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Peace, tolerance starting to break out

I know life is supposed to be full of surprises, but the last few weeks have been ridiculous.

For example, you had the unnerving spectacle of Vladimir Putin, the former KGB thug who runs Russia, rescuing Barack Obama, the former community organizer who runs his mouth, from the trap Obama had laid for himself.

President Obama was, to borrow a phrase, between a rock and a hard place. Bashar al-Assad, the Syrian president, was behaving badly -- killing people, possibly with poison gas, that sort of thing -- and refused to stop.

So Obama, who had warned and warned Assad of dire consequences, decided to lead a charge against the dictator. But when he jumped out of the trenches, raised his sword and said "follow me," nobody followed him.

Not Democrats nor Republicans, not England, Europe or the United Nations, not the American people.

He was out there alone in No Man's Land, except for a funny looking French guy with glasses.

So he said "Maybe I should get Congress's approval on this. That would be a good idea."

But not that good an idea. If Congress rejected him on the issue he would either be forced to attack Syria on his own authority (and his authority isn't what it used to be) or be seen letting a murderous pipsqueak back him down.

Enter Putin to save Obama from disaster by saying: "Gentlemen, gentlemen, can't we all get along?" Russia offered to help negotiate the crisis and both Obama and Assad jumped at the life preserver offered them and negotiations began.

Thus, we didn't get dragged into another no-win war, Putin walked away smelling like a rose, and Obama lived to vacillate another day. What's not to like?

We had hardly recovered from the shock of being introduced to Vlad the Statesman when Iranian President Hassan Rouhani began making peaceful noises to us, suggesting that maybe something could be worked out on the issue of their nuclear program.

Nothing definite was proposed, mind you, but it has been hinted that perhaps Iran would give up its nuclear activities in exchange for an easing of the sanctions that have crippled its economy.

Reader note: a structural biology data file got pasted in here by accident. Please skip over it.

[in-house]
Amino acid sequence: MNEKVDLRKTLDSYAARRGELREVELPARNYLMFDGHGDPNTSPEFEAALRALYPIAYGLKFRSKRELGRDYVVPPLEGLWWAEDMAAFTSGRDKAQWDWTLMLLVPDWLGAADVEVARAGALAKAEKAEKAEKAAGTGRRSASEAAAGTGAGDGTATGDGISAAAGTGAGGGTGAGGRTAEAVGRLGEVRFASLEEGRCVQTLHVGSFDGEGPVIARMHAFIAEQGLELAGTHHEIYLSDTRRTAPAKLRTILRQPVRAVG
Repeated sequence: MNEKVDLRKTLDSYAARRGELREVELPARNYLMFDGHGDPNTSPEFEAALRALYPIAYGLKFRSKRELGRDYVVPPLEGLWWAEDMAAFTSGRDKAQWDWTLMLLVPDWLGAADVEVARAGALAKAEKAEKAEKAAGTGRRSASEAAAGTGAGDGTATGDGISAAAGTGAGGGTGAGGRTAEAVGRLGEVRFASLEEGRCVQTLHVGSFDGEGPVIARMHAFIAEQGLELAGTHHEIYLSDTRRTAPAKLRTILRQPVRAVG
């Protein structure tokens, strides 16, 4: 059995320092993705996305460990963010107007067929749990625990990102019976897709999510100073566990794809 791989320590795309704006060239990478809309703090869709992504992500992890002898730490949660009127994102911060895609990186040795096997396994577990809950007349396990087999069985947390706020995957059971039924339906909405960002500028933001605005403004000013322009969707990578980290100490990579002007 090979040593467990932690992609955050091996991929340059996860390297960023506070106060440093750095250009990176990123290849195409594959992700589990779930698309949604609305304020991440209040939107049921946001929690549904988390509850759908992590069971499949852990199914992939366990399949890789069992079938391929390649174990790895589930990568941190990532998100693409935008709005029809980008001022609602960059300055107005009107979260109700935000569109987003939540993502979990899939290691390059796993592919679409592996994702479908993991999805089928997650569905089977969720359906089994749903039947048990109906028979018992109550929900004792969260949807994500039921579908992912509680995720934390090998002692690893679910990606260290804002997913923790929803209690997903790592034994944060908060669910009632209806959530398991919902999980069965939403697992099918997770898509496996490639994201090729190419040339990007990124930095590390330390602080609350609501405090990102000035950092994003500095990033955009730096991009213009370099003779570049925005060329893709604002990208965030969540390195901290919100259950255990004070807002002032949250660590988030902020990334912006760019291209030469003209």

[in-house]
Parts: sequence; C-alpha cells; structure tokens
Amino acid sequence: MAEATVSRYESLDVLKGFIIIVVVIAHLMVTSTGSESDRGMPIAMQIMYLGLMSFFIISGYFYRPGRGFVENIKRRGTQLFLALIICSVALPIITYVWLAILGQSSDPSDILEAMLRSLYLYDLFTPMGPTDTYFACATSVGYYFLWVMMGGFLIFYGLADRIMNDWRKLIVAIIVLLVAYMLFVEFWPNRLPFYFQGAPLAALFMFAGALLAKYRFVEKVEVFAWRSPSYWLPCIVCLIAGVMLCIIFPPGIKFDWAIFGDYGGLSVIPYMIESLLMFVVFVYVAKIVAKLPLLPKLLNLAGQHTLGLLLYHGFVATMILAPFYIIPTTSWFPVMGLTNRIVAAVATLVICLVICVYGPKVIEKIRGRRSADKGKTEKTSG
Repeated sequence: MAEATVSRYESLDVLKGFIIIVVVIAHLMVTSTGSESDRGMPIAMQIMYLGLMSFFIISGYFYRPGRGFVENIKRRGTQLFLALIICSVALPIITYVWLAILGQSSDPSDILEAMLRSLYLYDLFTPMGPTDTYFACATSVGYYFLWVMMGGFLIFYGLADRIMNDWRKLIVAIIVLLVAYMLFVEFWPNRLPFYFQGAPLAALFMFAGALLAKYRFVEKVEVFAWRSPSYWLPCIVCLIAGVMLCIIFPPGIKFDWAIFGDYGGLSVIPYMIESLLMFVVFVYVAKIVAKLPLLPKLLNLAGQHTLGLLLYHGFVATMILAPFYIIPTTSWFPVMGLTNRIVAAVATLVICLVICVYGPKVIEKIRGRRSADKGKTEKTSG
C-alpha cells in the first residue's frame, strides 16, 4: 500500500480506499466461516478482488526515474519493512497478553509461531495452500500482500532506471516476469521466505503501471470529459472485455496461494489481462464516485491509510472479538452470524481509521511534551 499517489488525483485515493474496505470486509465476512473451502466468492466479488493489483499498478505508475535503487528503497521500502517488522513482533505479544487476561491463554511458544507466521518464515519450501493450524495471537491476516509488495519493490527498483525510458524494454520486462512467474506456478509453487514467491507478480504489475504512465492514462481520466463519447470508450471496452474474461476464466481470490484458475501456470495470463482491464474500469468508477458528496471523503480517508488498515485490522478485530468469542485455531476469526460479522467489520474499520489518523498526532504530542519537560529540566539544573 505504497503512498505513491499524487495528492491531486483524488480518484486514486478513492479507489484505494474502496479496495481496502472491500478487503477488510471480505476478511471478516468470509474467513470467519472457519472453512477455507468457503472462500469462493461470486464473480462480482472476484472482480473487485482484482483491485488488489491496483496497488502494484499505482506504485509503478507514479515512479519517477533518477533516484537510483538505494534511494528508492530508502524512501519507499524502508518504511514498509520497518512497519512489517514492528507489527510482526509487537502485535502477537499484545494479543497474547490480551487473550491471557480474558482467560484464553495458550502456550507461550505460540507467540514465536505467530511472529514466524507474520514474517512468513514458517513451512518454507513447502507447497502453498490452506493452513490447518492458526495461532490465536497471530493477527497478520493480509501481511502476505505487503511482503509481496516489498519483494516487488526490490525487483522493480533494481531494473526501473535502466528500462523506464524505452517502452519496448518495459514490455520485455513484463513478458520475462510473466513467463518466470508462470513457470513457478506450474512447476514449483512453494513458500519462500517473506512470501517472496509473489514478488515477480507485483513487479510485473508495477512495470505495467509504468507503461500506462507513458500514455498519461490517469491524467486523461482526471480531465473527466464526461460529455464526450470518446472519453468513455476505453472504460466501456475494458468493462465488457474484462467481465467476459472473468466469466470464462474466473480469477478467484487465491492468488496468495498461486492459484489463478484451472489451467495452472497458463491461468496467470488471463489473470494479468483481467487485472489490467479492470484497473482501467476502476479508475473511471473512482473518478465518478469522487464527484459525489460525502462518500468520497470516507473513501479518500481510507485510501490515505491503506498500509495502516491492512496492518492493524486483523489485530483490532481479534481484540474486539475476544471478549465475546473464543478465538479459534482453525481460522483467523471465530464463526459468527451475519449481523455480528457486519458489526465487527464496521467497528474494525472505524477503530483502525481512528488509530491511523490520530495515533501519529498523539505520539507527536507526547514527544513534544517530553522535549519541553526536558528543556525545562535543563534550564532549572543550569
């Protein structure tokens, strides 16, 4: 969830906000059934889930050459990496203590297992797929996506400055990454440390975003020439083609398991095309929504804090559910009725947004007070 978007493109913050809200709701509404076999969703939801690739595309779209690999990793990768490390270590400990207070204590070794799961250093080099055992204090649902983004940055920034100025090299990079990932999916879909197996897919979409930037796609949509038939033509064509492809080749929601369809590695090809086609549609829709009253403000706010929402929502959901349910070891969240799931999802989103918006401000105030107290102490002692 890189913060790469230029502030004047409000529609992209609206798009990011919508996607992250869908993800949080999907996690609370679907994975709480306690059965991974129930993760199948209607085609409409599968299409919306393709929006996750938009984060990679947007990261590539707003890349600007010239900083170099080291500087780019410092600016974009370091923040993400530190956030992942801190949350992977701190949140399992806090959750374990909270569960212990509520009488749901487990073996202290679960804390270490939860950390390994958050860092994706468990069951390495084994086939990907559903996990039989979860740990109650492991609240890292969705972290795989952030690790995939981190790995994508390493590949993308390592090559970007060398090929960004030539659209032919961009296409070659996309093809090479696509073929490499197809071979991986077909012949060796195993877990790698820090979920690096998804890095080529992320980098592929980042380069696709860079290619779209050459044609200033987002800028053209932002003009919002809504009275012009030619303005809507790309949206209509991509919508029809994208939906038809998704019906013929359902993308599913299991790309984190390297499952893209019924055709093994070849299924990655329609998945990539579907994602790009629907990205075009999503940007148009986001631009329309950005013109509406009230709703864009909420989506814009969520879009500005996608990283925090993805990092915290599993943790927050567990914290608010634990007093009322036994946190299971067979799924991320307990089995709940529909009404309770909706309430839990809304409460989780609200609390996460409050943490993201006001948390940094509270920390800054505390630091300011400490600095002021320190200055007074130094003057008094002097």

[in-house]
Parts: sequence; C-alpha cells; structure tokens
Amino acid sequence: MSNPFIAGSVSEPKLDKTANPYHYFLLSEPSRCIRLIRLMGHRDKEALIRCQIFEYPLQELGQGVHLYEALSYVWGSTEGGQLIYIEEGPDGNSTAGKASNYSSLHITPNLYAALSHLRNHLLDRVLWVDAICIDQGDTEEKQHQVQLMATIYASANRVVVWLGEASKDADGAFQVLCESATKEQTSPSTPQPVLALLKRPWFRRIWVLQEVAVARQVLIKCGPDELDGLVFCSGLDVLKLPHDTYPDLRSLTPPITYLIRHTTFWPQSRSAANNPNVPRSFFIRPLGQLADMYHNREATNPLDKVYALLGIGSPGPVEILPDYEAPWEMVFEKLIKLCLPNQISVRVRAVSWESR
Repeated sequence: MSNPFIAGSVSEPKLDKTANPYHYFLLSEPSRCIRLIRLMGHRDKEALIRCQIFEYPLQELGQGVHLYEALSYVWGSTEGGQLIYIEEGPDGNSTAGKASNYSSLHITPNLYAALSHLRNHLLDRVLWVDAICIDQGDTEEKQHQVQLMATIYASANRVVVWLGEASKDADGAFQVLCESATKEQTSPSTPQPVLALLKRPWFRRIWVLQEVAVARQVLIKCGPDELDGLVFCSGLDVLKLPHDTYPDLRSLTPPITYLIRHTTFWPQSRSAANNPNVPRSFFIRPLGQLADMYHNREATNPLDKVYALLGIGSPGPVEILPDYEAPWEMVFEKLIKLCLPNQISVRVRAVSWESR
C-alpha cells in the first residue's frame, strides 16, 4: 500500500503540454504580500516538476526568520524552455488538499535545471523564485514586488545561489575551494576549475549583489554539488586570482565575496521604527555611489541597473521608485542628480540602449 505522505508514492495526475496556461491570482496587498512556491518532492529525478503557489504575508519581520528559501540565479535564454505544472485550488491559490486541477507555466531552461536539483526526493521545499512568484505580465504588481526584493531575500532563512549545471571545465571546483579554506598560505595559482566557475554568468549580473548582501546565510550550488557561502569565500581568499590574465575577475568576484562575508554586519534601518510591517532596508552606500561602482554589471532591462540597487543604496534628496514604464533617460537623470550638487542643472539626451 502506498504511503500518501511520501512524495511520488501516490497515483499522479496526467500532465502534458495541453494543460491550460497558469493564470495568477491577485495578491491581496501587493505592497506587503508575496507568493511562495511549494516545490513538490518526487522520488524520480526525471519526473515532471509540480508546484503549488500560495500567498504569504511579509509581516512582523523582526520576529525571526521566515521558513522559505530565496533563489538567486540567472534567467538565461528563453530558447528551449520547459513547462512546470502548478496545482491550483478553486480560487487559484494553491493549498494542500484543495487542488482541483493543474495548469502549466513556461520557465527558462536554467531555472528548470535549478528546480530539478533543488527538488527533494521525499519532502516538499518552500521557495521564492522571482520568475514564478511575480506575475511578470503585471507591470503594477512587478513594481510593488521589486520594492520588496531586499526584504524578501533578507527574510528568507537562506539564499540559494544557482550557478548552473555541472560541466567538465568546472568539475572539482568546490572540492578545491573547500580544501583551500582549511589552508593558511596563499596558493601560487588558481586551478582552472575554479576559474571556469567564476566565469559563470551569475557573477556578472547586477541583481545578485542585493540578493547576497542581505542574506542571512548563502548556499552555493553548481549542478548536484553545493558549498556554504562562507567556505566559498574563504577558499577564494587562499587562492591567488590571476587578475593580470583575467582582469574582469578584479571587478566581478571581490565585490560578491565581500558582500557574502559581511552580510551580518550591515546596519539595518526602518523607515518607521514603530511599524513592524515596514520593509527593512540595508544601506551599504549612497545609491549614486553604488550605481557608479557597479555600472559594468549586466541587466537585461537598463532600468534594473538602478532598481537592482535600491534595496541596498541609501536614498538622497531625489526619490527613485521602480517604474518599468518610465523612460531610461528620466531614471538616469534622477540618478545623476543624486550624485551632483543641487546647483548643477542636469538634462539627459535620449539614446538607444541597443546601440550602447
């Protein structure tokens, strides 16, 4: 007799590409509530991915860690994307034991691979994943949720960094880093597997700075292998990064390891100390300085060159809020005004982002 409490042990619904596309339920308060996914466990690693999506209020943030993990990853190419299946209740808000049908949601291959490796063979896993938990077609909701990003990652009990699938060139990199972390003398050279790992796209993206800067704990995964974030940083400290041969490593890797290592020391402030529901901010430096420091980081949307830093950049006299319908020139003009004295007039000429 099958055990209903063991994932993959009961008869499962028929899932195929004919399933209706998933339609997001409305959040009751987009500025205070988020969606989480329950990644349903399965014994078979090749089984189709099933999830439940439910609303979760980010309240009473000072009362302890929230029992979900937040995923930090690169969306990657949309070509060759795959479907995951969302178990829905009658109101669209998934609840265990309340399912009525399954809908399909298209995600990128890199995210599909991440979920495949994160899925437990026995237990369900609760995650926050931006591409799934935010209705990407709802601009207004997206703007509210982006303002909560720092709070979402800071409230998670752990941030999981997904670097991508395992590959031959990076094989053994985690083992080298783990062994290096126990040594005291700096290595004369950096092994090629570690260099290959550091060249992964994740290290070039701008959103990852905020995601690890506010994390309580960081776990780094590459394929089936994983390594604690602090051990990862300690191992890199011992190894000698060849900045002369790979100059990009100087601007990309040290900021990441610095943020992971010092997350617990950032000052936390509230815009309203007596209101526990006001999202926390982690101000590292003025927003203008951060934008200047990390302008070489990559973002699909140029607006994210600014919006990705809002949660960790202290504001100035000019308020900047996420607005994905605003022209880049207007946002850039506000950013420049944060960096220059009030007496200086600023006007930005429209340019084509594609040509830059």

I don't know what if anything will come of it, but it's a lot more encouraging than their Great Satin riff.

And if it eases tensions between the two countries and makes a "nuclear event" less likely, it would be a marvelous achievement.

Do you think it's possible that Obama's maddening rope-a-dope style of diplomacy is actually working? Now that would be a surprise.

But perhaps the greatest surprise of all came from the pope, of all people. In an interview with an Italian Jesuit journal he said the church shouldn't be so obsessed with abortion, contraception and homosexuality.

The church, he said, had "locked itself in small things, in small-minded rules" and shouldn't be so prone to condemn.

He further said he envisioned a greater role for women in the Church and that he wasn't in a position to judge homosexuals who are of good will and in search of God.

Wow. I never, in my lifetime, thought I'd hear a pope talk like that -- you know, like a human being.

Admittedly, he didn't say women should be priests or have the right to choose or that being gay was grand. But simply letting a little light and fresh air into a room that has been sealed tight for centuries was an amazing phenomenon.

Surprise isn't a strong enough word.

Not everything was surprising, though. The Republicans in Congress are back at it, toiling away to save America from an expansion of health care -- leading to a shutdown of government.

Also, a disturbed military contractor took out his anguish at co-workers and other people crossing his path at the Washington Navy Yard, leaving 12 dead before authorities killed him too.

The head of the National Rifle Association said it proved the Navy Yard needed more guns.

Some things never change.

OtherWords columnist Donald Kaul lives in Ann Arbor, Mich.